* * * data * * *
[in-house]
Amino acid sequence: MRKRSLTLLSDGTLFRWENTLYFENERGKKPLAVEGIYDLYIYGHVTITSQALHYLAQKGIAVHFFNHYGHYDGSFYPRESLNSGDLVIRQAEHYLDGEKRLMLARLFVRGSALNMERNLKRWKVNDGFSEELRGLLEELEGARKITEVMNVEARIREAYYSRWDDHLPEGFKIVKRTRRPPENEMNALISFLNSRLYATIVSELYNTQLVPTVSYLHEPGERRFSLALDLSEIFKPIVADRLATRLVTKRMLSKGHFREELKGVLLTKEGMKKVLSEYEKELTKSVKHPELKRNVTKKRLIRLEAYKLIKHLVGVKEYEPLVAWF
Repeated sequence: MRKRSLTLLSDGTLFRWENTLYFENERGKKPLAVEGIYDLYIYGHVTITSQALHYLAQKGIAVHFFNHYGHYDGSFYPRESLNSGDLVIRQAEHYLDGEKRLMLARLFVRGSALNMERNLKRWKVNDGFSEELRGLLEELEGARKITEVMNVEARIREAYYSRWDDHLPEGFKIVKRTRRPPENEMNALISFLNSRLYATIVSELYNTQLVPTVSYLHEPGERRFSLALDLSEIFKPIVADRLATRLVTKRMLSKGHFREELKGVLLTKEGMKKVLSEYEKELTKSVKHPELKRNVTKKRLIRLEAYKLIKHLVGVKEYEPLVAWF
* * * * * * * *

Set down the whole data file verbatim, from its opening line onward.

[in-house]
Amino acid sequence: MRKRSLTLLSDGTLFRWENTLYFENERGKKPLAVEGIYDLYIYGHVTITSQALHYLAQKGIAVHFFNHYGHYDGSFYPRESLNSGDLVIRQAEHYLDGEKRLMLARLFVRGSALNMERNLKRWKVNDGFSEELRGLLEELEGARKITEVMNVEARIREAYYSRWDDHLPEGFKIVKRTRRPPENEMNALISFLNSRLYATIVSELYNTQLVPTVSYLHEPGERRFSLALDLSEIFKPIVADRLATRLVTKRMLSKGHFREELKGVLLTKEGMKKVLSEYEKELTKSVKHPELKRNVTKKRLIRLEAYKLIKHLVGVKEYEPLVAWF
Repeated sequence: MRKRSLTLLSDGTLFRWENTLYFENERGKKPLAVEGIYDLYIYGHVTITSQALHYLAQKGIAVHFFNHYGHYDGSFYPRESLNSGDLVIRQAEHYLDGEKRLMLARLFVRGSALNMERNLKRWKVNDGFSEELRGLLEELEGARKITEVMNVEARIREAYYSRWDDHLPEGFKIVKRTRRPPENEMNALISFLNSRLYATIVSELYNTQLVPTVSYLHEPGERRFSLALDLSEIFKPIVADRLATRLVTKRMLSKGHFREELKGVLLTKEGMKKVLSEYEKELTKSVKHPELKRNVTKKRLIRLEAYKLIKHLVGVKEYEPLVAWF